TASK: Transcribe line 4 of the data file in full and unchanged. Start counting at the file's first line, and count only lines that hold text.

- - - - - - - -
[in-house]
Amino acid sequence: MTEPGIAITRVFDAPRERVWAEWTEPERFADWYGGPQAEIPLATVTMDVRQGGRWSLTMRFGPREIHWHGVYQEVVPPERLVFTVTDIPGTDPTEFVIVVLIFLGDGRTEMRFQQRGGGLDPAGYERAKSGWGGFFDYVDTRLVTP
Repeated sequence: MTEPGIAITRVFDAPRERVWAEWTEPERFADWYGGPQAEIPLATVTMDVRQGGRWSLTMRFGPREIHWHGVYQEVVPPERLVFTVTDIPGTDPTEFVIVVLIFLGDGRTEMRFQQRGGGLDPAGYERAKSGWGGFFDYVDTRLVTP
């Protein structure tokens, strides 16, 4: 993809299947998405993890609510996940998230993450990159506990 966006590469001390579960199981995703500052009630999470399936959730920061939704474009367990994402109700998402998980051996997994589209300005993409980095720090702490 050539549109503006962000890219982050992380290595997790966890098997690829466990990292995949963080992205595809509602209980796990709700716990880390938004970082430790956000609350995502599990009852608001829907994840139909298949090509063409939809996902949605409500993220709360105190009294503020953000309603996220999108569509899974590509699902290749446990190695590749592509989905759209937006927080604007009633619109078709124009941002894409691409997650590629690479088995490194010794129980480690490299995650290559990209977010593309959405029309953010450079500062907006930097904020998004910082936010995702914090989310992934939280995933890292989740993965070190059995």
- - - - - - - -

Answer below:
């Protein structure tokens, strides 16, 4: 993809299947998405993890609510996940998230993450990159506990 966006590469001390579960199981995703500052009630999470399936959730920061939704474009367990994402109700998402998980051996997994589209300005993409980095720090702490 050539549109503006962000890219982050992380290595997790966890098997690829466990990292995949963080992205595809509602209980796990709700716990880390938004970082430790956000609350995502599990009852608001829907994840139909298949090509063409939809996902949605409500993220709360105190009294503020953000309603996220999108569509899974590509699902290749446990190695590749592509989905759209937006927080604007009633619109078709124009941002894409691409997650590629690479088995490194010794129980480690490299995650290559990209977010593309959405029309953010450079500062907006930097904020998004910082936010995702914090989310992934939280995933890292989740993965070190059995």